The Monster Under the Bed

The Monster Under the Bed

How many times did we cry for our parents at night, convinced there was a monster under the bed? At first, did our parents check underneath the springs, calmly telling us there was nothing to fear? How about the third, fourth or tenth time? Did they just go to the door and say, “just close your eyes and go to bed”? Did our parents believe us or did they think we were crying wolf because we didn’t want to go to sleep? It doesn’t matter whether we believed there was a gooey, three-eyed monster hiding underneath, our parents didn’t.

Let’s fast forward to adulthood…

When was the first time you bailed on plans with friends or family? What did they say? Did they say it was okay and that they hoped you felt better soon? What did they say the third, fourth or tenth time? Did they think you were convinced there was a monster under the bed when they couldn’t see anything?

My monster is RA

My monster under the bed is RA and I believe, no sorry, I know it exists even when other people can’t see it. My friends support me when I can’t go out or cancel plans at the last minute but as time goes on I get fewer and fewer invites.

There is a lot of baggage that comes with an invisible illness. Invisible baggage, of course, because why make things a little easier for those with chronic illnesses, right? We have pretty smooth sailing as it is so, of course, the universe throws us even more silent troubles.

Our bodies are on the rampage, apparently too dumb to do their actual jobs. Our immune systems are especially dense, sitting there and attacking perfectly healthy tissue. This all causes pain, inflammation, and destruction that nobody else can see until it’s too late.

But, it’s there when no one else can see it. The monster lurks in the darkest crevices under the bed. We tell people it exists and explain our fear: the fear that we might collapse during an outing with friends, the fear that staying out in the sun will drain our energy supplies for the next few days, the fear that if we move in one direction for too long we might do extra damage to our bodies. We explain it but people just don’t believe what they can’t see.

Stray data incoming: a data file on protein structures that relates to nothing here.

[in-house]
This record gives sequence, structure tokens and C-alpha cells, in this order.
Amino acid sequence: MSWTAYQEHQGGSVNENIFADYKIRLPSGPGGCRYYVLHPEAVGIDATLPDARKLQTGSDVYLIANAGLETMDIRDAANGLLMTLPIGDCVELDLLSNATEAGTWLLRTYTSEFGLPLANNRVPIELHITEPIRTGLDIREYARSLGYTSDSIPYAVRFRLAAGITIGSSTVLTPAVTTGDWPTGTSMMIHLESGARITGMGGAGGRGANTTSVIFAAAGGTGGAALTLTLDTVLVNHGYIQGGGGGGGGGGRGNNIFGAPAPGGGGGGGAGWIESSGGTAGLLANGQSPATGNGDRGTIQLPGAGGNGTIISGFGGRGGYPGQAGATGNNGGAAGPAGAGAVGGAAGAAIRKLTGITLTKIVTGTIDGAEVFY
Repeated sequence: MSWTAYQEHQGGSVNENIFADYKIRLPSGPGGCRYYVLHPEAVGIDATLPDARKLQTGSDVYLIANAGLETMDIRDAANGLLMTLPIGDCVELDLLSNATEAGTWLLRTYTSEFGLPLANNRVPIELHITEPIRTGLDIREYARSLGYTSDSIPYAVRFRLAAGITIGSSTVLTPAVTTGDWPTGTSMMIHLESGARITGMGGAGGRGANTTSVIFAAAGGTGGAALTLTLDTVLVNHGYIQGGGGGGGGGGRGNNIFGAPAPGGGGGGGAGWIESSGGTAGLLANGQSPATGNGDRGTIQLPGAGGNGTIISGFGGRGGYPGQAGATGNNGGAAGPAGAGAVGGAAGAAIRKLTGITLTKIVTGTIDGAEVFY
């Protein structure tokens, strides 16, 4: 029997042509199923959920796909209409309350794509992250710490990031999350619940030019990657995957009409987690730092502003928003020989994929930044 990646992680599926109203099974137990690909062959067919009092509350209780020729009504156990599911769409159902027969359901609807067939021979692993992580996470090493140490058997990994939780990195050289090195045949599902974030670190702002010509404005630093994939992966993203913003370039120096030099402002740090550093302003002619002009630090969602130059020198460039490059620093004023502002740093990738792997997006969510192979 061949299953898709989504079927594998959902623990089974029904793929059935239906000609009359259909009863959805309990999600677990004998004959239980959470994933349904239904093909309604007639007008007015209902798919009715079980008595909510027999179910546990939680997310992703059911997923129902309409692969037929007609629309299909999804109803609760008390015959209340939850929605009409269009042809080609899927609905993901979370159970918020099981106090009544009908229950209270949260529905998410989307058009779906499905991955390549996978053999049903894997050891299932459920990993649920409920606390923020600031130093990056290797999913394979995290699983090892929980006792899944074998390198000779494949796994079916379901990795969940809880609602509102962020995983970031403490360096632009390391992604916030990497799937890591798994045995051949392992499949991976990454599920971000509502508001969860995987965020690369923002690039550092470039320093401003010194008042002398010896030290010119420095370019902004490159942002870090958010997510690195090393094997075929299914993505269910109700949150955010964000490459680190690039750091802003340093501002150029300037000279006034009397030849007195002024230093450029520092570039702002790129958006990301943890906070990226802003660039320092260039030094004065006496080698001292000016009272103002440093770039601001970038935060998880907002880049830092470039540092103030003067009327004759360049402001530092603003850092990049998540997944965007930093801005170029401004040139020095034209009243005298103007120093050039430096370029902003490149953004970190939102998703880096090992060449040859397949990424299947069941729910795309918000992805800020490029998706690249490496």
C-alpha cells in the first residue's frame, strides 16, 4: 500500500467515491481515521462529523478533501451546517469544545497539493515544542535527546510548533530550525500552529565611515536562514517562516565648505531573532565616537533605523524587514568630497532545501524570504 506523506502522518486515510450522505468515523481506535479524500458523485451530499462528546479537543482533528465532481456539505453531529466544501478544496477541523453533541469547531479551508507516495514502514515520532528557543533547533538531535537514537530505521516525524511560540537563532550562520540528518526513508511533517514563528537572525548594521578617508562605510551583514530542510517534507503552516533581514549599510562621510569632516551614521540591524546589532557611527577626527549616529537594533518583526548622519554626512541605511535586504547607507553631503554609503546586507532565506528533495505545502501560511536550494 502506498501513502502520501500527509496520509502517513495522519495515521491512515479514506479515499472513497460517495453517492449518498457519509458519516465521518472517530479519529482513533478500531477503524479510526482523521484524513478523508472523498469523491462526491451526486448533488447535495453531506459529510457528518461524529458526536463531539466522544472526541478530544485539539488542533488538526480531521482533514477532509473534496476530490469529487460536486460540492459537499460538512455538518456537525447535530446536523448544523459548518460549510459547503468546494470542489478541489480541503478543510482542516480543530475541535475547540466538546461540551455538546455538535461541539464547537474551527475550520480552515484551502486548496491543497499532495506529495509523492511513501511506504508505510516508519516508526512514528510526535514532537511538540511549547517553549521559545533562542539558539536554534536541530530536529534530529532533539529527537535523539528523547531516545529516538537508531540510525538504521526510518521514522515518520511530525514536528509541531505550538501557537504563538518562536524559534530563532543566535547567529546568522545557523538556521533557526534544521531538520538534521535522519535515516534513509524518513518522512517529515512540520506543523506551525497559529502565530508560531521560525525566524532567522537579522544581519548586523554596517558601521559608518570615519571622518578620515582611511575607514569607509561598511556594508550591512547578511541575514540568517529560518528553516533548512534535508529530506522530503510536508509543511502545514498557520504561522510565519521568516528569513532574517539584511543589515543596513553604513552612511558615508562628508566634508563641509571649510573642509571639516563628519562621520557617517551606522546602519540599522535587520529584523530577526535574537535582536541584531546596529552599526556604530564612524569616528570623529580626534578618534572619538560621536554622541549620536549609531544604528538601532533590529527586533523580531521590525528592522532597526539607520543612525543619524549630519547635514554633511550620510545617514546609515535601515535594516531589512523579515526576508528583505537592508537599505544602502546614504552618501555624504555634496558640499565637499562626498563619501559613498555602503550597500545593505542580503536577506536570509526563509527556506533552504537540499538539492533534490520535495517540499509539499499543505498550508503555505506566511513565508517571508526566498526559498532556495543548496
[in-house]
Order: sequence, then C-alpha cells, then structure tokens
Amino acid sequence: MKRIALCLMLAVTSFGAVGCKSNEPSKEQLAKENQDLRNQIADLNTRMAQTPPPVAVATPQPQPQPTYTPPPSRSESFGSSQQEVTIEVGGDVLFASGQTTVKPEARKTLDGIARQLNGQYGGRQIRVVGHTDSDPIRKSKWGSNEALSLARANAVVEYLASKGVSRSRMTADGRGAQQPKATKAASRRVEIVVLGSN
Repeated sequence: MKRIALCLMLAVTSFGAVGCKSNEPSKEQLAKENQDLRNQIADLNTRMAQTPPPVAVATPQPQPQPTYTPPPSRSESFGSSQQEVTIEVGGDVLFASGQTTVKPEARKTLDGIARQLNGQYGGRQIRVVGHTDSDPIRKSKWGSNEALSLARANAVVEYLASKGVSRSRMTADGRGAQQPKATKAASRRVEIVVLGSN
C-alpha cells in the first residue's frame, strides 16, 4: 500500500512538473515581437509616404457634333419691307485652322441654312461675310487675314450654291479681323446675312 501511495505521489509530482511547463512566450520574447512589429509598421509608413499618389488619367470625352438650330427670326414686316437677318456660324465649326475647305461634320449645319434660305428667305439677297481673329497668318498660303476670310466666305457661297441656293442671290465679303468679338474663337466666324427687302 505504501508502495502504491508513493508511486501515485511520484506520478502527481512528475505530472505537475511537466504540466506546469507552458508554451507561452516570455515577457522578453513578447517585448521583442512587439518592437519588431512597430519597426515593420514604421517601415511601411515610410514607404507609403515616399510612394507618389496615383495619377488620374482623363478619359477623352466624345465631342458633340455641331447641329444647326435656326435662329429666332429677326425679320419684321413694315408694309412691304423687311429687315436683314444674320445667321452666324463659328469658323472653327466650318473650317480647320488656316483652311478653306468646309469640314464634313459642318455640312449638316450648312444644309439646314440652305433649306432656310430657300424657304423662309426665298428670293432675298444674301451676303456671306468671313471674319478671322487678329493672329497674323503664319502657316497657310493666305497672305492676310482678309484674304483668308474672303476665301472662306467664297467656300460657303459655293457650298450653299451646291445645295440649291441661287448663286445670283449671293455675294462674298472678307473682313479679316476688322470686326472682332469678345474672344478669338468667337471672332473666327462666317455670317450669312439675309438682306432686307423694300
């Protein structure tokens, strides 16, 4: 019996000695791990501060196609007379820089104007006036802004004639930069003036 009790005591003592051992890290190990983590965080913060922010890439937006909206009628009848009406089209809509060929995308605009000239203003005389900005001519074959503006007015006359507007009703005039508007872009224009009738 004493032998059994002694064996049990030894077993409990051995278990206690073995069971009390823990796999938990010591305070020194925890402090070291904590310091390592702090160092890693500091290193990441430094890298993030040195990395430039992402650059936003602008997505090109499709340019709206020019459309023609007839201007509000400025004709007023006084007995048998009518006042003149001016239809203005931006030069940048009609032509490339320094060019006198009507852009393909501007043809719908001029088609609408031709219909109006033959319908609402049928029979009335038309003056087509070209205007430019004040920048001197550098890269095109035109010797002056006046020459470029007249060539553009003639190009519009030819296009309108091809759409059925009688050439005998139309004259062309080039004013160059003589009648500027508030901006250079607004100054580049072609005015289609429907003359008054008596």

Sometimes a lone person or group understands, no, accepts we have inner turmoil and doesn’t let it affect their opinion of us. They offer help without asking or judging. They check in occasionally to make sure we’re okay.

Other than these few gems, RA is a very isolating disease because there are fewer visible signs compared to invisible ones.

Most people know I have Rheumatoid Arthritis at this point but other than actually telling them about the pain I’m feeling they won’t know what I’m feeling. I smile, I laugh, I make self-deprecating jokes and I play along with the more physically extensive activities.

I always prided myself on being strong, both physically and mentally, so it’s hard to show people my disability but, maybe I need to. Maybe I shouldn’t hide my limp or funny walk, maybe I need to use my cane more often, wince or say ‘ow’ when I feel pain, not smile through it all and ask for more help. How can I expect people to believe there is a monster under the bed unless I show them?

Do you have a support system? Let me know in the comments!

This article represents the opinions, thoughts, and experiences of the author; none of this content has been paid for by any advertiser. The RheumatoidArthritis.net team does not recommend or endorse any products or treatments discussed herein. Learn more about how we maintain editorial integrity here.

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